A woman’s length of reproductive time (age at menarche to age at menopause) may provide clues to the risk of Alzheimer’s disease (AD), according to a study conducted in Sweden and published in menopause.
Estrogen has been suggested as a possible reason more women than men develop Alzheimer’s disease. The researchers examined long-term relationships between reproductive time and levels of AD biomarkers found in cerebrospinal fluid. The biomarkers the researchers looked for were Aβ42, P-tau, T-tau, and the ratio of Aβ42 / Aβ40.
They used a population-based sample of women without dementia and followed them from 1968 to 1994. All women experienced a natural menopause. The lumbar puncture was performed between 1992 and 1994. The 75 participants were born in 1908, 1914, 1918 and 1922; all but 8 were born in 1918 or 1922.
The researchers used two linear regression models to analyze the relationship between the duration of menstruation and AD biomarkers. The first model had a longer reproductive time with lower Aβ42 levels (β, -14.5; R2, 0.04; P = 0.048) and a lower ratio of Aβ42 / Aβ40 (β, -0.02; R2, 0, 1; P.) Connected = 0.0084).
In the second model, a longer reproductive period was associated with lower Aβ42 levels (β, -19.2; R2, 0.1; P = 0.011), a lower ratio of Aβ42 / Aβ40 (β, -0.02, R2, 0 , 1; P = 0.011) and higher P-tau values (β, -0.03; R2, 0.1; P = 0.011). The researchers found no associations between the length of the reproductive period and levels of CSF-T-tau.
The researchers’ results do not support previous studies that have shown that estrogen has neuroprotective benefits. The researchers found no significant association between age at menopause and AD biomarkers.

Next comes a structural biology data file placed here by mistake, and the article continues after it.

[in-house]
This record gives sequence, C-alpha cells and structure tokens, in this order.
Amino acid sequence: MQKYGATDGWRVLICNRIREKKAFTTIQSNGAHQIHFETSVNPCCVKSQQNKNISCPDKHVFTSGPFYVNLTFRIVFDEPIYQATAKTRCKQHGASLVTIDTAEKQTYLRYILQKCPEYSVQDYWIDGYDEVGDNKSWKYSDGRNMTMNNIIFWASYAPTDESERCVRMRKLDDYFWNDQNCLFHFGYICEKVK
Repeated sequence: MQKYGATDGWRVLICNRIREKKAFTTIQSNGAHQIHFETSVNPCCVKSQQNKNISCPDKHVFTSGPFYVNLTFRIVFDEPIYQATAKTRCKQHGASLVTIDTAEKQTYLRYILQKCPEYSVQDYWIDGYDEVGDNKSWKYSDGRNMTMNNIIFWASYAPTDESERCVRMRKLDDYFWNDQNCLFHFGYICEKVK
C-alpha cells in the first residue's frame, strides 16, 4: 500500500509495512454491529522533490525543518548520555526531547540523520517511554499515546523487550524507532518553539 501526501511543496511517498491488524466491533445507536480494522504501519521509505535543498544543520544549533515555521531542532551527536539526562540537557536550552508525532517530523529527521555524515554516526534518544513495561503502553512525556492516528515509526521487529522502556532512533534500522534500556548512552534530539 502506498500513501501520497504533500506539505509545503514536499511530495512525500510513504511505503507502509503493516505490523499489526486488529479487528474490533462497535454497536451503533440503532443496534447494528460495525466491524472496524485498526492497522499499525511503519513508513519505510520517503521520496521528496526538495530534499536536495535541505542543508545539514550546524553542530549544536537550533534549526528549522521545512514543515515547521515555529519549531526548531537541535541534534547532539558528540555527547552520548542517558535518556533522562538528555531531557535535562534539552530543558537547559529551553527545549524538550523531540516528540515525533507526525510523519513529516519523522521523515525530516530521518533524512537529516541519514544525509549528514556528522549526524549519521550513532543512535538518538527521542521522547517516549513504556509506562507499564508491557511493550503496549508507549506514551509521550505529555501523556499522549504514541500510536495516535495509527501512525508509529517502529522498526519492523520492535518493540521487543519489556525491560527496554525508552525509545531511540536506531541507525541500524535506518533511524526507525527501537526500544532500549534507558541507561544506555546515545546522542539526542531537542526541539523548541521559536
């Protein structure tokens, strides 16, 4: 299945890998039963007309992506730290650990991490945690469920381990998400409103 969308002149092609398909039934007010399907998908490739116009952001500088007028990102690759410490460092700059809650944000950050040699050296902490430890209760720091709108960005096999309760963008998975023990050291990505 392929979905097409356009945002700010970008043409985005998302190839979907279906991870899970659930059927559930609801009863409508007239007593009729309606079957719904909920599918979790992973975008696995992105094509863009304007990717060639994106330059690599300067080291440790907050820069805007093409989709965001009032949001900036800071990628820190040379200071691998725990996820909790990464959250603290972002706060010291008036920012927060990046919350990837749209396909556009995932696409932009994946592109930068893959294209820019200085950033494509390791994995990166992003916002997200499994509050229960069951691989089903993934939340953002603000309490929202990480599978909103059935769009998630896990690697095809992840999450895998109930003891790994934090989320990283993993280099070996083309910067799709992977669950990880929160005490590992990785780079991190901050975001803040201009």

The study had limitations, including a small sample size and cumulative turnover. Only 10% of the total eligible sample underwent a lumbar puncture. This sample could generally be younger and healthier than the general population; the group was younger, had an above-average education, and members were less likely to develop dementia compared to non-participants. The researchers also suspected some memory errors.
The study “could suggest that prolonged exposure to endogenous estrogen is linked to elevated levels of AD biomarkers in the preclinical phase of AD,” the researchers concluded. “These results help understand the relationship between indicators of endogenous estrogen and AD. This could explain the higher lifetime risk of AD in women compared to men. “
Disclosure: Some study authors stated links with biotech, pharmaceutical, and / or device companies. For a full list of the author’s disclosures, see the original reference.
J. Najar, T. Hällström, A. Zettergren et al. Reproductive time and preclinical CSF markers for Alzheimer’s disease: a 25-year study. Menopause. Published online July 2, 2021. doi: 10.1097 / GME.0000000000001816
This article originally appeared on Psychiatry Advisor